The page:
Hi, I'm an openly trans individual on my team but I got a new coach who isn't so accepting of me, my name, and my pronouns. What should I do?
I’m sorry to hear about that. If possible, could you talk with mentors who were on the team before? Maybe you could ask them to talk to this new mentor. If that doesn’t work, you could try to talk with the mentor one on one and just ask that even if they don’t respect your identity, that they at least use the correct name and pronouns as not to confuse the team. I really hope that this helps. You deserve happiness and respect from everyone.
-Staff: Sean 5113
Hello, fellow FIRSTers! All of the admin for LGBTQ+ of FIRST are very excited to be opening our Discord server to the public. It’s open to anyone, student or mentor, LGBTQ+ or ally, to come to for support, advice, and community. Here is the link! If you choose to join, please keep it GP (gracious and professional)!
For anyone who doesn’t know, the mission of the LGBTQ+ of FIRST group is to increase queer visibility in FIRST and the STEM community as a whole by providing resources, both online and offline, to help and educate LGBTQ+ people and their allies. We seek to increase acceptance and tolerance of all peoples and create a community that benefits not only LGBTQ+ people, but everyone.
If you have ideas for what you can do regionally to make FIRST more inclusive, you can contact us at email@example.com, hit us up on discord, or message this account. We’ll get you in touch with your nearest admin so collaboration can occur! If you’re interested in supporting us financially to help cover the costs of buttons, brochures, posters, and other promotional items to hand out at events, you can donate directly to us through our paypal (firstname.lastname@example.org).
Another huge thank you to everyone who supports us! This couldn’t happen without you!
Leonard Matolovich served in the United States Air Force as a pilot from 1963 to 1975. It was there that he made history for the LGBT community. In 1975, after twelve years of service, three tours of duty and earning a Purple Heart and a Bronze Star, he came out to his officers as homosexual, making him the first person to out themselves in the fight against the military’s ban on gay service members. Before coming out, he’d spent much of his life hiding his identity, even going so far as to mock other homosexuals in an attempt to assimilate. He knew that there were others like him in the military, but the ban kept them closeted in fear of discharge. This was exactly what happened to Matolovich. Only six months following his coming out, a three member panel discharged him from the military because of his refusal to sign an agreement to “never practice homosexuality again”.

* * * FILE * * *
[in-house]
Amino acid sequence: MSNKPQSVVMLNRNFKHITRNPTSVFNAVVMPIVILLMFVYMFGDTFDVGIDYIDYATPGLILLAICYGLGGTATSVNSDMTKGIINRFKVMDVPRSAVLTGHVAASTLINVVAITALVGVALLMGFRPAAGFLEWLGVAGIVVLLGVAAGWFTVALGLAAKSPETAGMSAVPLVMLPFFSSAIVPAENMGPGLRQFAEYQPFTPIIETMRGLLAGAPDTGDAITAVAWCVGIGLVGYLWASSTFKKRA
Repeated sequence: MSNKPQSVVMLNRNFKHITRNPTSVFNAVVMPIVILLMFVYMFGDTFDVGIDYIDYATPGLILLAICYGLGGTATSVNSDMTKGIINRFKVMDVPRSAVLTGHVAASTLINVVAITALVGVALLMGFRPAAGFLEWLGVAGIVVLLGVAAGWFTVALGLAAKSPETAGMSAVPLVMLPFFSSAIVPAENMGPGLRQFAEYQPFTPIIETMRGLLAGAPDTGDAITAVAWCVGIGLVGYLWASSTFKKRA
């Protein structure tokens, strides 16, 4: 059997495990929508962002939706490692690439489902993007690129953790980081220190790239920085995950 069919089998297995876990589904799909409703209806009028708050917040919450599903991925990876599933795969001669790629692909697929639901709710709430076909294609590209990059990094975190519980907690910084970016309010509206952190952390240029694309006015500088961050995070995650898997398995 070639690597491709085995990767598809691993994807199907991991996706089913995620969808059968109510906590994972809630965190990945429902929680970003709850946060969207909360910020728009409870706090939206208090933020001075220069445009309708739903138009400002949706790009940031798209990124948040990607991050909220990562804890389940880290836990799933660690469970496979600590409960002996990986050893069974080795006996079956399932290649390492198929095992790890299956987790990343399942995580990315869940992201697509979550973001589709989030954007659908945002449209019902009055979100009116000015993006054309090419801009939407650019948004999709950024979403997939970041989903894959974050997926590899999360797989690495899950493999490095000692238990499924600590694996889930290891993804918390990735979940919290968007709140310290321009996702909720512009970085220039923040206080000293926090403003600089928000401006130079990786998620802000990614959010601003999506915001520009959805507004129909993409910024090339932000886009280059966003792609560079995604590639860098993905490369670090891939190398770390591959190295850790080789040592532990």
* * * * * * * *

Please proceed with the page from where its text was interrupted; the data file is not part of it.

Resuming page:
Because of the lawsuit, the military’s ban was brought to the media’s attention. Matlovich appeared on the cover of Time magazine, the first openly gay person to be featured on the cover of a US publication. After his discharge, he continued to fight against the military ban and became a public figure in the LGBT community. He helped with fundraising and advocating against anti-gay discrimination, specifically efforts to overturn a gay nondiscrimination ordinance and prevent a ban on gay teachers in California.
Matlovich passed away from AIDS in 1988 when he was only 44. Instead of being inscribed with his name, his tombstone reads “When I was in the military, they gave me a medal for killing two men and a discharge for loving one.” His bravery to come out in unsure circumstances began the fight for equality for servicemen and women in our armed forces. Today, LGBT people are able to serve our country proudly.
About LGBTQ+ of FIRST
LGBTQ+ of FIRST is an organization dedicated to raising awareness and acceptance of LGBTQ+ participants in FIRST Robotics. LGBTQ+ of FIRST was started to spread visibility of the LGBTQ+ community within FIRST and help teams become safe spaces for their members.